Exercise for Bone Health

In Bone and Joint, News by Justin Welton


Piezoelectric Effect is defined as “The ability of certain materials to generate an electric charge in response to applied mechanical stress.”

Osteoblasts are cells that build bone..

Osteoclasts are cells that break down bone

You may have heard that exercise builds bone, but how does it really do that? At the cellular level, bone renewal is stimulated and directed by electromagnetic, piezoelectric micro-currents during movement.

This pulse directs the bone osteoclasts to break down old bone and guides osteoblasts to create new bone matrix. When bone is loaded with external resistance (for example, lifting a weight) and we repeat this activity over a long duration (months to years), the osteoblasts slowly add minerals like calcium, magnesium and phosphorous to existing bone. There are lines of stress that are produced by application of load on the bone and these mineral additions (forming hydroxyapatite crystals) occur along these lines. When the bone crystals are bent under this external load, the aforementioned piezoelectric effect takes place; and the charge stimulates bone cells to initiate the process of reinforcing the bone’s architecture.

On the other hand, muscle atrophy correlates well with osteopenia (weak bones), and this correlates well with how sedentary a person is, how well they sleep and the quality of their diet. At any age, weight bearing, cardio- and coordination enhancing exercises result in bone and muscle renewal and rebuilding. Even an hour a day of walking or equivalent moving practices may be sufficient but necessary for activating renewal of healthy bones.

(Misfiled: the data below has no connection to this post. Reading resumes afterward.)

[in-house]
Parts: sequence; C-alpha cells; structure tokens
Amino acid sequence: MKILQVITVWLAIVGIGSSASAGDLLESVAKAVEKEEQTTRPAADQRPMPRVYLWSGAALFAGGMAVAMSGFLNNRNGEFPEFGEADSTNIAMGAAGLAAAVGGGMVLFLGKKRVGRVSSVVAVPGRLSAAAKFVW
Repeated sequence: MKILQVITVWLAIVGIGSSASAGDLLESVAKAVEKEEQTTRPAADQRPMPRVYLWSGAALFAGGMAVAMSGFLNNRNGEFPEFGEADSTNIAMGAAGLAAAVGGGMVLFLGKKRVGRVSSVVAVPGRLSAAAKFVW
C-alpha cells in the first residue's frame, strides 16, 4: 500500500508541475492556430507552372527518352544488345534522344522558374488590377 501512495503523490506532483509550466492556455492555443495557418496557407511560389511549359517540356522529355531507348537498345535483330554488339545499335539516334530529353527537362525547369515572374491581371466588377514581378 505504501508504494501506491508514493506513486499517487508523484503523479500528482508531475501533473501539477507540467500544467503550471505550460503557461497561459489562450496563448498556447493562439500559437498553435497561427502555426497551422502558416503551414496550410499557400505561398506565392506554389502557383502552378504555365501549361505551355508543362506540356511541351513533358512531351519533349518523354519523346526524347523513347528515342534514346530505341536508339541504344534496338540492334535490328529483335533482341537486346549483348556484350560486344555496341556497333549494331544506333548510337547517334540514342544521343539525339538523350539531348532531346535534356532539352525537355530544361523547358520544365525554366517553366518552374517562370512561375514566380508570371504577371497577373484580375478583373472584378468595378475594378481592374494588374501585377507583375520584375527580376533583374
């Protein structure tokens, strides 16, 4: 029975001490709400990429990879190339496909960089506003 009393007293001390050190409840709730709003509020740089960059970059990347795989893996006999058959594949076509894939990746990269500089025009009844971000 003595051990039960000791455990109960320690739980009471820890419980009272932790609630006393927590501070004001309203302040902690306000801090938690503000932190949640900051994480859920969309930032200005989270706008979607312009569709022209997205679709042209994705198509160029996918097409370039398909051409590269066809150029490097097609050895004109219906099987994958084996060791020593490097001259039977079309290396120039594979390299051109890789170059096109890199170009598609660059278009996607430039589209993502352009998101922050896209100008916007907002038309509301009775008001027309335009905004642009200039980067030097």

Here are a few exercises to try:

  • You can walk at a variety of paces. Begin slowly and build up. One approach is to walk for five minutes on the first day and add a minute daily. If you do that, in 10 days you will be walking 15 minutes, and in a month, more than a half-hour. By the end of the second month, if you wish, you could be walking for an hour a day.
  • Jumping Jacks. Remember this exercise from grade school? This is an easy total-body workout that can be done in a small space. Start with 10 daily, and you can work up to as many as 25.
  • Hatha Yoga. Hatha yoga can be understood as a series of postures and positions involving mindfulness and stretching that was developed in India millennia ago. These postures stretch and strengthen muscles and ligaments, joints and tendons, organs and systems. Find a class near you, or practice along with one of the many YouTube videos for beginners.

As always, check with your doctor or healthcare practitioner to see what exercise is best for you. As the adage says, “use it or lose it.” This can also be paraphrased to “Use bone or lose bone.”  So whatever your exercise of choice, get moving to keep your bones healthy and strong.